The rescue astonished Europe. An unbelievable task had been accomplished by a small number of adventurers led by Wogan. Overnight it propelled Wogan to celebrity status, he became one regarded as a Knight in shining amour that rescued a young beautiful princess against all odds and delivered her to her betrothed. Wogan was now the most talked about man in all the Courts in Europe and was for a time regarded as the most famous man in Europe. He received numerous honors. In recognition Pope Clement XI, bestowed on each of the four Irishmen the title of Senator of Rome and had a special coin minted in commemoration of the rescue. James Stuart conferred knighthoods on all four Irishmen, making Wogan a Knight-Baronet. Unfortunately in the 18th century women were not directly rewarded, however, Mrs Misset’s role in the affair was recognized and her father was advanced to the rank of colonel, in recognition of the distinguished services rendered by his daughter.13

The epic unfortunately did not have a happy ending and the couple did not live happily after. Two sons, Charles, better known as Bonnie Prince Charlie and Henry were born to the couple, but Clementine left her husband shortly after the birth of their second son. Plagued with illness she died at the relatively young age of 32. Today she rests in St. Peters Basilica in Rome where a monument marks the spot.14

Wogan’s Career in Spain

Wogan on the other hand made the most of his newly gained fame. Some months after the rescue he entered the service of King Philip V of Spain and was commissioned a Colonel in the Spanish army. His career as a military officer in Spain also brought success, in 1723 he was sent on an expedition with a force of 1,300 men to rescue the fortress of Santa Cruz. This fortress was besieged by an army of 20,000 Moors and Wogan despite losing half his men successfully relieved the siege. For this victory he was promoted to the rank of brigadier-general.15 In 1744, after 25 years of military service in Spain he was appointed governor of La Mancha, a province in central Spain. Six years later in 1750 he was appointed to the more important governorship of Barcelona.16

Jacobite Rebellion 1745

While in Spain, Wogan continued to assist the Jacobite cause. In July 1745 he received a message from Bonnie Prince Charley that a Jacobite rebellion was about to commence in Scotland. The message from the Prince was for Wogan to take command of such men as might be enlisted for an expedition from Spain. Spain agreed to send money, arms and four frigates to assist the Jacobite rebellion in Scotland. Unfortunately for Wogan, he contacted a fever and was unable to sail with any of the Spanish frigates as he had planned. Despite his inability to leave for Scotland, Wogan indulged in diplomacy in support of the rebellion and even once again, match-making. Should the rebellion succeed he had made advanced progress in arranging a marriage between Prince Charlie and the King of Spain’s youngest daughter. Wogans attempt to get the Spanish Irish Brigade dispatched to Scotland did not meet with any urgency by the Spanish administration. By early April of the following year he had joined a number of other Irish officers in Paris who were seeking a means to join Prince Charlie in Scotland. However, on the 16th of April the Prince Charlie and his army were defeated at Culloden in the Scottish Highlands and with it ended the Jacobite cause. In the late summer a bitterly disappointed Wogan returned to his Spanish duties.17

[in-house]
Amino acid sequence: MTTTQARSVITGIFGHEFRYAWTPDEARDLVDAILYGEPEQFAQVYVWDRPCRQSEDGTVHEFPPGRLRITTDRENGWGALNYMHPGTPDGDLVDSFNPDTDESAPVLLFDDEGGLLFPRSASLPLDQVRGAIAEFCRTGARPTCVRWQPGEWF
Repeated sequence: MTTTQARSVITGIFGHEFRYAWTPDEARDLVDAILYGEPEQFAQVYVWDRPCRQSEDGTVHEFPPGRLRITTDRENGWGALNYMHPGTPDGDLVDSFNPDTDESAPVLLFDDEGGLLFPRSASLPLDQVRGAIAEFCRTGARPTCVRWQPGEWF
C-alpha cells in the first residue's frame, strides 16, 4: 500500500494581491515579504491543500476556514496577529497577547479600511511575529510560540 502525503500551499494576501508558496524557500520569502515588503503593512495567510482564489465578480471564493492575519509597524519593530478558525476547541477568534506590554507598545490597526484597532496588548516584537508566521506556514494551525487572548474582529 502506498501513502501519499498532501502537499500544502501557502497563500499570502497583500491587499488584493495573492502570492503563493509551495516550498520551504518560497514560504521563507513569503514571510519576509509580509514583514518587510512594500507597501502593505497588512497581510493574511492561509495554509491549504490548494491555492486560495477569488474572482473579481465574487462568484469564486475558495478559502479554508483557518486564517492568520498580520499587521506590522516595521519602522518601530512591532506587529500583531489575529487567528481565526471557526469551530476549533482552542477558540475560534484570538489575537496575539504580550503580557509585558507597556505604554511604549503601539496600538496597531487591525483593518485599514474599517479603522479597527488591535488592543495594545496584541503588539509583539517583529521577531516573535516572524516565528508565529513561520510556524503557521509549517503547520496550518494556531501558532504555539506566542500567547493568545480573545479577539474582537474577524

Connection with Dean Swift

Wogan, throughout his career enjoyed writing which he indulged in during his leisure time and much of his work has been published. In 1722 he published an account of the rescue at Innsbruck entitled Female Fortitude. Between 1732 and 1735 he was in contact with Dean Swift and sent him some of his writings including unpublished English and Latin verses. Wogan was impressed by Dean Swift’s active opposition to the Government and regarded him as one of the finest writers of his time. He asked Swift to correct some of his works and sought advice in getting them published. With his correspondence, he also sent Swift caskets of Spanish wine. Swift wrote back complementing him on the high standard of his writings but was unable to assist in getting them published in Ireland and suggested he approach publishers in London. Swift who described Wogan as a man of genius and of honor, discovered that he had a brother and near relatives in Ireland. Although, Swift expressed a desire to meet them when they came to Dublin, this is not thought to have happened as the Wogans’ who were stanch Jacobite Catholics, kept a low profile during the penal period.18

James Wogan

Although Wogan was successful in most of his endeavors in Europe, the same level of success eluded him in Ireland. In the early 1730s his brother James, who had been ordained a Catholic priest, had become a leading cleric in the Irish College at St. Germain just outside Paris. When then archbishopric of Dublin became vacant in 1734, Charles lobbied unsuccessfully to have him appointed to the position. James who was born circa 1701 in Richardstown was well qualified as he had been appointed Professor of divinity in the Irish college.19


Charles Wogan died in Barcelona in 1754. He was survived by his wife Anne O’Driscoll, whom he had married in 1725 and his step-daughters. His son James who was born in the late 1720s predeceased him. The title Baron de Wogan granted to him in 1719 passed to his half-brother Francis who is recorded as having been baptized in Clane Church in 1720.20

From Richardstown

Richardstown Castle, OS Map 1837.